Much was made about the Dirk/Kaman duo’s defensive deficiencies, which Nowitzki himself acknowledged that issue by mentioning that, “Both of us can’t guard nobody.” Dalembert might have a reputation for possessing an inconsistent motor, but he’s a better shot-blocker, rim-protector and rebounder than Kaman.

The painful truth about the Kaman-Nowitzki pairing is that it didn’t work offensively. The proof is in the numbers: The Mavs averaged a miserable 91.7 points per 48 minutes with those two on the court.

That might be surprising considering that Kaman was billed as Dallas’ best offensive big man during the Dirk era, but the spacing simply didn’t work with Dirk joined by a jumper-happy center. Wright barely shoots the ball outside of the restricted area, but the Mavs lit it up when he was paired with Nowitzki (108.8 points per 48 minutes).

Dalembert’s offensive arsenal will never be confused with Hakeem Olajuwon’s, but he at least seems to understand his limitations. According to hoopdata.com, more than half of Dalembert’s shot attempts came at the rim last season, when he shot 54.2 percent from the floor. He’s also a good offensive rebounder (grabbing 14.2 percent of offensive rebound opportunities last season, which would have ranked third in the league if he had played enough games).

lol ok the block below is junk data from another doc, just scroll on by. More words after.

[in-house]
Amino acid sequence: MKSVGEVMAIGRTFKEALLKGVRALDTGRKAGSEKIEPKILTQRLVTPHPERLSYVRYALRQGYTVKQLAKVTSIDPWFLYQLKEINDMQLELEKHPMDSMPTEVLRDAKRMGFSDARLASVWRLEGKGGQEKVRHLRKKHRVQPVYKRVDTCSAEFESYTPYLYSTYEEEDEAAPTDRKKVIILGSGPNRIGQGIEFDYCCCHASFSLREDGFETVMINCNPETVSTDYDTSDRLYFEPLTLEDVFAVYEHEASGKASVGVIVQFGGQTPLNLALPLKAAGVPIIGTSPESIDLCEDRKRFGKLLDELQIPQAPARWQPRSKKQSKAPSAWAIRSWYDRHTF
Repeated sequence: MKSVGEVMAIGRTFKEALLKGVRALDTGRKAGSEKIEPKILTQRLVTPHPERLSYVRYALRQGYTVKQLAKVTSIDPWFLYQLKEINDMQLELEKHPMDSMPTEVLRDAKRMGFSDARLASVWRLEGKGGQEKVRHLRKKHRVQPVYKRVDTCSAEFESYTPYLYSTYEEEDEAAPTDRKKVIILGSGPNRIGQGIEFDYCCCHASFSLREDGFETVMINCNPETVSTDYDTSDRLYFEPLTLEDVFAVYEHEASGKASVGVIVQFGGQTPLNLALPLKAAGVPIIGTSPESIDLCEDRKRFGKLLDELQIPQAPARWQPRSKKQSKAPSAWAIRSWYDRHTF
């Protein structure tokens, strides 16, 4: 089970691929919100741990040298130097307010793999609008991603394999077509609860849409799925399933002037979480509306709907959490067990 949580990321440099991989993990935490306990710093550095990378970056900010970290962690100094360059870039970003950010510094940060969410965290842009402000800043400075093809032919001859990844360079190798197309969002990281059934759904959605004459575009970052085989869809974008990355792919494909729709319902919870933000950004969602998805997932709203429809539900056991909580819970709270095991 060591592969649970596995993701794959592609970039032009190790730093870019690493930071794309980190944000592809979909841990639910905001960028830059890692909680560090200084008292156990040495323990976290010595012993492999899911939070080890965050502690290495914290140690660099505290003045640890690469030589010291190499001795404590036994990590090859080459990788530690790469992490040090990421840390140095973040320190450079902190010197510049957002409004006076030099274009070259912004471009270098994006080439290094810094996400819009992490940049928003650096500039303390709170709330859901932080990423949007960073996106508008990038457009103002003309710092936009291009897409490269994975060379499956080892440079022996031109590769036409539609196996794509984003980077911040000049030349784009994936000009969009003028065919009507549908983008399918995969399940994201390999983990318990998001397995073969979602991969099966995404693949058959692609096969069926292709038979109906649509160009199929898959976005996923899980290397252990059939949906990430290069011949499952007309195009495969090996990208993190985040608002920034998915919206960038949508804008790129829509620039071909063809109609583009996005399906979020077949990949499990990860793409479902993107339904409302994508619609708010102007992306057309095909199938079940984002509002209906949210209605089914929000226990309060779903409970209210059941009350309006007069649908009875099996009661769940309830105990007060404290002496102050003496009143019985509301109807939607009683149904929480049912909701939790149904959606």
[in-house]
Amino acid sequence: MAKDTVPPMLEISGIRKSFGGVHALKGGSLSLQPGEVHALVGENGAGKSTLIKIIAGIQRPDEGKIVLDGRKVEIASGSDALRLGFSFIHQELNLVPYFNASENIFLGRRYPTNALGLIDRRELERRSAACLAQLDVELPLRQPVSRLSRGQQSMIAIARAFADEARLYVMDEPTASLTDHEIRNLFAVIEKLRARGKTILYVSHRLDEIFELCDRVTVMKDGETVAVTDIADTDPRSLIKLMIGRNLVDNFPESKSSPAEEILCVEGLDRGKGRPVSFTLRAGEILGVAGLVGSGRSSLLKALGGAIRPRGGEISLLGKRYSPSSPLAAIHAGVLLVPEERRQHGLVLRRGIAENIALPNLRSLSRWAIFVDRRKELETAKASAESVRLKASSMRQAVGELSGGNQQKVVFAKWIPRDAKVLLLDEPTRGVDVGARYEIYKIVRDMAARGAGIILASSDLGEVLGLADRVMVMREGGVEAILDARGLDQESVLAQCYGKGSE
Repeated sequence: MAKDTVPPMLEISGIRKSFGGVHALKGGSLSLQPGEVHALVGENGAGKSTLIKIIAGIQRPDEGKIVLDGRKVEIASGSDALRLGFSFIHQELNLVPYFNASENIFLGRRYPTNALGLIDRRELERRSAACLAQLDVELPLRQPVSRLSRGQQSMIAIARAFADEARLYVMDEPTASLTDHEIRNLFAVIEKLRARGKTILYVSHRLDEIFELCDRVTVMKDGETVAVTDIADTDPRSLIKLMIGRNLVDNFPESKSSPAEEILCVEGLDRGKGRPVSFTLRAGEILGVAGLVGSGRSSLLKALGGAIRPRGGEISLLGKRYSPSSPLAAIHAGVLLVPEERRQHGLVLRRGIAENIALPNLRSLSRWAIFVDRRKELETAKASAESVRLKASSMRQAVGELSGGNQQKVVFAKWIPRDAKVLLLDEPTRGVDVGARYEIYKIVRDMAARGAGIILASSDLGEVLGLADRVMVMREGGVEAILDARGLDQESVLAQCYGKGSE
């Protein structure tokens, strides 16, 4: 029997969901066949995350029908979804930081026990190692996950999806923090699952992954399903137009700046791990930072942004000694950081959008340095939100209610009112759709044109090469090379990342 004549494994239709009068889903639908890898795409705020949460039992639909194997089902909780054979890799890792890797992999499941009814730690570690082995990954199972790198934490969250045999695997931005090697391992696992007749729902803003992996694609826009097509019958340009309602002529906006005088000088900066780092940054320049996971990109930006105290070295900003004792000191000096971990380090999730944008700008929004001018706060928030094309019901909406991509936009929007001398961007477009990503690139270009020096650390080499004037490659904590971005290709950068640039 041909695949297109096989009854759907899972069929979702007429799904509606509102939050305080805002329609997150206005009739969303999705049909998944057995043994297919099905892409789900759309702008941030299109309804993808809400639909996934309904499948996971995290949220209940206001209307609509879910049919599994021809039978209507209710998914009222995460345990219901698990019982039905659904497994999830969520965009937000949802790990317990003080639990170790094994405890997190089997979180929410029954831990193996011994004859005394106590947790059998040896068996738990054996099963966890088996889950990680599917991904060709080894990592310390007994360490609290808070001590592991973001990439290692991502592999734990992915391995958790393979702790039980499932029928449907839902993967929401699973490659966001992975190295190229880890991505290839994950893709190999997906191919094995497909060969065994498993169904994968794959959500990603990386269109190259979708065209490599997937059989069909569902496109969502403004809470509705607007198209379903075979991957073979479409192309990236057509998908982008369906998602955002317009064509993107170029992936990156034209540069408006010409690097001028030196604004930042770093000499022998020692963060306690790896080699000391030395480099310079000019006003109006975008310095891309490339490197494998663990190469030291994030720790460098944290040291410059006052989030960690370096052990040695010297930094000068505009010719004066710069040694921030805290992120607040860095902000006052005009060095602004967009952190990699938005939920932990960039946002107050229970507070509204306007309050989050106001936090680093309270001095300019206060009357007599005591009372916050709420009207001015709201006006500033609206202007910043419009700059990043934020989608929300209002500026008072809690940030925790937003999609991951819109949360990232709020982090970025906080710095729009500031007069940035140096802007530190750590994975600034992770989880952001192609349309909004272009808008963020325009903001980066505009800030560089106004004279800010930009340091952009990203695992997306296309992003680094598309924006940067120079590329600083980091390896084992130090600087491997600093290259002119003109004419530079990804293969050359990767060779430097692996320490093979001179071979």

The best offensive big man in Mavs history was an $8 million bust in Dallas. The Mavs struck out on their swing at a superstar, but they can still upgrade at center at a much cheaper salary.
The fifth in ESPNDallas.com’s position-by-position series previewing the free agency market that opens July 1:

The Mavericks are preparing to make their best pitch to Dwight Howard.

Dirk Nowitzki will make it clear that he’s more than willing to shift into sidekick mode and gush about how great it is to the The Man for a franchise owned by Mark Cuban. And Dirk will stress that he plans to take a huge pay cut next summer to create the cap space necessary to construct a championship-caliber supporting cast.

Proven championship coach Rick Carlisle, whose concrete job security could appeal to a superstar who is sensitive about his developing coach-killer reputation, will explain exactly how the Mavs intend to tweak their offense to get the big man a bunch of touches.

Cuban and Donnie Nelson will emphasize their experience in building and sustaining a contender around a superstar. They’ll remind Howard of the Mavs’ recent run of 11 consecutive 50-win seasons, capped by the 2011 title, and get his imagination racing about the possibilities with him as the centerpiece and unofficial assistant GM in Dallas.